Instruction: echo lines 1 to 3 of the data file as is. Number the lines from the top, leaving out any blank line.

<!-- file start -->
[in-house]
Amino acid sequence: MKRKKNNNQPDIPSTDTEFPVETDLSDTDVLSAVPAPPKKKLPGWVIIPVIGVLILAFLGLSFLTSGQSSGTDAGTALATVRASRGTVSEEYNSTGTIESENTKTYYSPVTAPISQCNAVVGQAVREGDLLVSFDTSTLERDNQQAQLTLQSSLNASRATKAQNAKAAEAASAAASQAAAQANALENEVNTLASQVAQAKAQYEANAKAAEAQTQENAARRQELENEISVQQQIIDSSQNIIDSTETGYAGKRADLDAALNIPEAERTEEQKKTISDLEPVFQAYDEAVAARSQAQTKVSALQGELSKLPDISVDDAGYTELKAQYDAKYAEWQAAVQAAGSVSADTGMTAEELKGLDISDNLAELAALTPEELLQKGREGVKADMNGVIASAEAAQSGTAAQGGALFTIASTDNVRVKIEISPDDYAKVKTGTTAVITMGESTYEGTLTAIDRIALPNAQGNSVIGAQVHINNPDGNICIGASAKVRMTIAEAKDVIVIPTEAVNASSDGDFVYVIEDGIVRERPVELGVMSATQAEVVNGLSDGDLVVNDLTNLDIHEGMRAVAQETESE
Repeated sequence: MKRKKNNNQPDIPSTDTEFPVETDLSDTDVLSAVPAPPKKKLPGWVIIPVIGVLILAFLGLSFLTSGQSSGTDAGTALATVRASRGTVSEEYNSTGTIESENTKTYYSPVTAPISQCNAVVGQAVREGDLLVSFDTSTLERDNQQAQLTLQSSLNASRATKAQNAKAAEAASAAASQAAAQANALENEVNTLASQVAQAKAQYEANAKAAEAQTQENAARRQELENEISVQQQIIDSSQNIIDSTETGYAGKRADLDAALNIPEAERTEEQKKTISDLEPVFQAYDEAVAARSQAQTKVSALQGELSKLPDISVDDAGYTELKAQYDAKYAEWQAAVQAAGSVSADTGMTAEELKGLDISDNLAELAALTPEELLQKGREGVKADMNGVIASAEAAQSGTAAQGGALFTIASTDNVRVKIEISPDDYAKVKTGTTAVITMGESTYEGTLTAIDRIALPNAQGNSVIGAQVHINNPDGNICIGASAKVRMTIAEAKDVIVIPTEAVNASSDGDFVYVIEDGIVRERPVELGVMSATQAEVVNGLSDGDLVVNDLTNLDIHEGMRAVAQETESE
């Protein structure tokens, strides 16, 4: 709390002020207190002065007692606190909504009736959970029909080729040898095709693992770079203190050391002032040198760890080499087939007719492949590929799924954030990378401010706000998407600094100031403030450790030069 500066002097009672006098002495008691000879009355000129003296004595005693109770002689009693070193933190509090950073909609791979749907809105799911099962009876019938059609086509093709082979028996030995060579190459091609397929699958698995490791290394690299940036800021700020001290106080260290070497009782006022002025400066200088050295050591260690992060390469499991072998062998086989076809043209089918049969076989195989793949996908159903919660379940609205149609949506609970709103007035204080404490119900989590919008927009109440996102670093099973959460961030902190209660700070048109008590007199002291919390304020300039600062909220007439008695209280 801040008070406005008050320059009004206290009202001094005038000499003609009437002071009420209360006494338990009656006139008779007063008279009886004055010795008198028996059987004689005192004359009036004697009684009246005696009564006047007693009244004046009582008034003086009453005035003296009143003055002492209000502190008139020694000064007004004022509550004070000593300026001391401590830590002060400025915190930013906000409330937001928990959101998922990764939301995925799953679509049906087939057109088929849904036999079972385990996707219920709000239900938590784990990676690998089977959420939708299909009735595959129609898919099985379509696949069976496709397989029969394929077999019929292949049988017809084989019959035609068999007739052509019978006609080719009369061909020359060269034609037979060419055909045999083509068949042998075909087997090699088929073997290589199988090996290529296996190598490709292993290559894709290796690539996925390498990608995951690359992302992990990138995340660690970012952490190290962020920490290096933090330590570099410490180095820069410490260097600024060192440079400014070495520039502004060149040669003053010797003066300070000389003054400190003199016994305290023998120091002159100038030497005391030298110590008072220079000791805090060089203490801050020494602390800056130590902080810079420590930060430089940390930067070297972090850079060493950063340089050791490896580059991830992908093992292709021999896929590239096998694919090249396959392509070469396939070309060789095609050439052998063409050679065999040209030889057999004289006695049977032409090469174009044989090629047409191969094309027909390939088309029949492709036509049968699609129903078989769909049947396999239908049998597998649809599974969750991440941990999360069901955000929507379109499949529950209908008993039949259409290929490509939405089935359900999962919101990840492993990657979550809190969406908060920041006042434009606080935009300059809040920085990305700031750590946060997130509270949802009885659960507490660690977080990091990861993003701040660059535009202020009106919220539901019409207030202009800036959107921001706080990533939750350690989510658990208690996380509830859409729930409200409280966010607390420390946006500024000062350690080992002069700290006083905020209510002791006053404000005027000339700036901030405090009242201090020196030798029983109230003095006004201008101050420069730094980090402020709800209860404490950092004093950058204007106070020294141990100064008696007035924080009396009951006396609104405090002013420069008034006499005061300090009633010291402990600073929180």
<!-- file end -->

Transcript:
[in-house]
Amino acid sequence: MKRKKNNNQPDIPSTDTEFPVETDLSDTDVLSAVPAPPKKKLPGWVIIPVIGVLILAFLGLSFLTSGQSSGTDAGTALATVRASRGTVSEEYNSTGTIESENTKTYYSPVTAPISQCNAVVGQAVREGDLLVSFDTSTLERDNQQAQLTLQSSLNASRATKAQNAKAAEAASAAASQAAAQANALENEVNTLASQVAQAKAQYEANAKAAEAQTQENAARRQELENEISVQQQIIDSSQNIIDSTETGYAGKRADLDAALNIPEAERTEEQKKTISDLEPVFQAYDEAVAARSQAQTKVSALQGELSKLPDISVDDAGYTELKAQYDAKYAEWQAAVQAAGSVSADTGMTAEELKGLDISDNLAELAALTPEELLQKGREGVKADMNGVIASAEAAQSGTAAQGGALFTIASTDNVRVKIEISPDDYAKVKTGTTAVITMGESTYEGTLTAIDRIALPNAQGNSVIGAQVHINNPDGNICIGASAKVRMTIAEAKDVIVIPTEAVNASSDGDFVYVIEDGIVRERPVELGVMSATQAEVVNGLSDGDLVVNDLTNLDIHEGMRAVAQETESE
Repeated sequence: MKRKKNNNQPDIPSTDTEFPVETDLSDTDVLSAVPAPPKKKLPGWVIIPVIGVLILAFLGLSFLTSGQSSGTDAGTALATVRASRGTVSEEYNSTGTIESENTKTYYSPVTAPISQCNAVVGQAVREGDLLVSFDTSTLERDNQQAQLTLQSSLNASRATKAQNAKAAEAASAAASQAAAQANALENEVNTLASQVAQAKAQYEANAKAAEAQTQENAARRQELENEISVQQQIIDSSQNIIDSTETGYAGKRADLDAALNIPEAERTEEQKKTISDLEPVFQAYDEAVAARSQAQTKVSALQGELSKLPDISVDDAGYTELKAQYDAKYAEWQAAVQAAGSVSADTGMTAEELKGLDISDNLAELAALTPEELLQKGREGVKADMNGVIASAEAAQSGTAAQGGALFTIASTDNVRVKIEISPDDYAKVKTGTTAVITMGESTYEGTLTAIDRIALPNAQGNSVIGAQVHINNPDGNICIGASAKVRMTIAEAKDVIVIPTEAVNASSDGDFVYVIEDGIVRERPVELGVMSATQAEVVNGLSDGDLVVNDLTNLDIHEGMRAVAQETESE